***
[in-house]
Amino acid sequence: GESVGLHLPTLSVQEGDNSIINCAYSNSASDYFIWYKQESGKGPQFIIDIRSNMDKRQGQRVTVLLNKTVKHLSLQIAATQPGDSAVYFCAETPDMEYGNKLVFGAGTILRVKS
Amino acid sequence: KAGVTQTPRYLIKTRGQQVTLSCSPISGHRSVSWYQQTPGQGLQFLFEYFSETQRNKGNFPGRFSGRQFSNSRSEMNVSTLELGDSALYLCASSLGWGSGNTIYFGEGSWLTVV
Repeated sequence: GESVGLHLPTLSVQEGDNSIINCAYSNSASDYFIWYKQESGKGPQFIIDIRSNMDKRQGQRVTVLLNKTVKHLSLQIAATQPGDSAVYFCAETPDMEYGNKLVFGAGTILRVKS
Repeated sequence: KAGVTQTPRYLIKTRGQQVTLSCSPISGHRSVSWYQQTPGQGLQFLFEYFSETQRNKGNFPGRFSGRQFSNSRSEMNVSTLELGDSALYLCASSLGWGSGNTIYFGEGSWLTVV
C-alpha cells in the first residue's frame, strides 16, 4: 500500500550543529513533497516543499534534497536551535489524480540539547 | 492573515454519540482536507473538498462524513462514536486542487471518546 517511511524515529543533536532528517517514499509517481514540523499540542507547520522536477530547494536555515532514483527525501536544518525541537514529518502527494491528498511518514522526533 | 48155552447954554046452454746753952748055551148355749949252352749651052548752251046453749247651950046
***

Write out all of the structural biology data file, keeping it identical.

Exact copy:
[in-house]
Amino acid sequence: GESVGLHLPTLSVQEGDNSIINCAYSNSASDYFIWYKQESGKGPQFIIDIRSNMDKRQGQRVTVLLNKTVKHLSLQIAATQPGDSAVYFCAETPDMEYGNKLVFGAGTILRVKS
Amino acid sequence: KAGVTQTPRYLIKTRGQQVTLSCSPISGHRSVSWYQQTPGQGLQFLFEYFSETQRNKGNFPGRFSGRQFSNSRSEMNVSTLELGDSALYLCASSLGWGSGNTIYFGEGSWLTVV
Repeated sequence: GESVGLHLPTLSVQEGDNSIINCAYSNSASDYFIWYKQESGKGPQFIIDIRSNMDKRQGQRVTVLLNKTVKHLSLQIAATQPGDSAVYFCAETPDMEYGNKLVFGAGTILRVKS
Repeated sequence: KAGVTQTPRYLIKTRGQQVTLSCSPISGHRSVSWYQQTPGQGLQFLFEYFSETQRNKGNFPGRFSGRQFSNSRSEMNVSTLELGDSALYLCASSLGWGSGNTIYFGEGSWLTVV
C-alpha cells in the first residue's frame, strides 16, 4: 500500500550543529513533497516543499534534497536551535489524480540539547 | 492573515454519540482536507473538498462524513462514536486542487471518546 517511511524515529543533536532528517517514499509517481514540523499540542507547520522536477530547494536555515532514483527525501536544518525541537514529518502527494491528498511518514522526533 | 48155552447954554046452454746753952748055551148355749949252352749651052548752251046453749247651950046